Hart's Hints - Improving your catch rate

by Andrew Hart

How often do we go fishing and catch nothing? I think that the answer may be too often for some of us.

Listed below are a few techniques and innovations that can improve your catch rate.



Berleying is an essential in almost all fishing situations and its use is quite easy, but if you use your head a little then it provides amazing results. Whether the target is mullet or Mako sharks, the principle remains the same. Your berley can contain almost anything fishy. Cat food, old fish frames and guts, tuna oil, bread pieces of bait provide a great all round berley. Try and keep your berley attractive for the species you are targeting. For example, fish flesh would not attract a weed eating Luderick.

When placing the Berley into the water think about where you are throwing it. If it is a strong current, and you simply throw it out in front of you; you may wonder why your mate next to you is having all the success. If fishing in deep water for species that are caught on the bottom then there is a way of getting your berley to the fish.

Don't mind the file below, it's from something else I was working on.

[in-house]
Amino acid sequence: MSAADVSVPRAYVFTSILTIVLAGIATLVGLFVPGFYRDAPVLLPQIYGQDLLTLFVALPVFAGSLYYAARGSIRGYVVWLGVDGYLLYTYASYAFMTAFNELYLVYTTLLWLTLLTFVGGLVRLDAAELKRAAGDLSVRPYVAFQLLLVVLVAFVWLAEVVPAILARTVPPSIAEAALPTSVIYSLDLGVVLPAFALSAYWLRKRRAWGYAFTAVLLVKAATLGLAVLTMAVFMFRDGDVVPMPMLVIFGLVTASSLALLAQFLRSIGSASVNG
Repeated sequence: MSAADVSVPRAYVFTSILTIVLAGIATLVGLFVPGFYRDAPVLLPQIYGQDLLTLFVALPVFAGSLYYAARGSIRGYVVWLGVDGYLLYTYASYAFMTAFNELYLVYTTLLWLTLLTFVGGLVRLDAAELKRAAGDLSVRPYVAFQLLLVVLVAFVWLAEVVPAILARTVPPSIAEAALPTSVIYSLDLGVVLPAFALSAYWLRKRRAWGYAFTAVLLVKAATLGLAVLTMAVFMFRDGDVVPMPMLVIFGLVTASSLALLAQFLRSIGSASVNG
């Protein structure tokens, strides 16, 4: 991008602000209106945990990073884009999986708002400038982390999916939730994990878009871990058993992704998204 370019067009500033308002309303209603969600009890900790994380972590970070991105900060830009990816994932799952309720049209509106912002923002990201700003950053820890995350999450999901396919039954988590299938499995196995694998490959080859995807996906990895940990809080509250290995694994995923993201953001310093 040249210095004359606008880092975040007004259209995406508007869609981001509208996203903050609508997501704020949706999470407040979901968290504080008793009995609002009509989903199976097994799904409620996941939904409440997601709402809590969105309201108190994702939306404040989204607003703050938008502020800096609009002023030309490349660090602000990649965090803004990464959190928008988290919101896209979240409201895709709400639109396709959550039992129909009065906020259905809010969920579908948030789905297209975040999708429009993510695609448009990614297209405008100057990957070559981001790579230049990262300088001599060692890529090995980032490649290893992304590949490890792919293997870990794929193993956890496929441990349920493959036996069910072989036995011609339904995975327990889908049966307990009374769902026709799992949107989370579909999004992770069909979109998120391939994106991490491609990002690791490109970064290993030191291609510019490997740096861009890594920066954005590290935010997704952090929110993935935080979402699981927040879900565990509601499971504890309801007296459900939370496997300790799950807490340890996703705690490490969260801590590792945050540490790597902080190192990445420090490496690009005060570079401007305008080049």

Berley dispensers

A berley dispenser full of your berley, can be lowered to a desired depth. It is attached to a rope or cord, then when you want it to empty its contents, all that is needed is a sharp yank or two on the rope. The device itself can be simple as a brown paper bag with a rock inside to make it sink, to the new invention called The Secret Weapon.

The Secret Weapon is a reusable berley dispenser that is easily lowered to the bottom, and just as simply retrieved. The Secret Weapon retails from most tackle stores for around $30.It makes life a lot easier.

Keeping your bait alive

In Tasmania live baiting is a technique that is not all that commonly used, and this is sad as it can produce some fish of a lifetime. Once going to the trouble of catching a enough live bait for the day, it is very annoying when after an hour or so of swimming around in a bucket they drop dead.

The solution is to firstly change the water every hour or so, or buy an aerator.

An aerator is a battery run device that puts oxygen into the water while cooling it. They are guaranteed to keep bait alive longer. Aerators retail from $30 through to $70, and should be available from most tackle stores. When buying one, however, make sure it is water proof.

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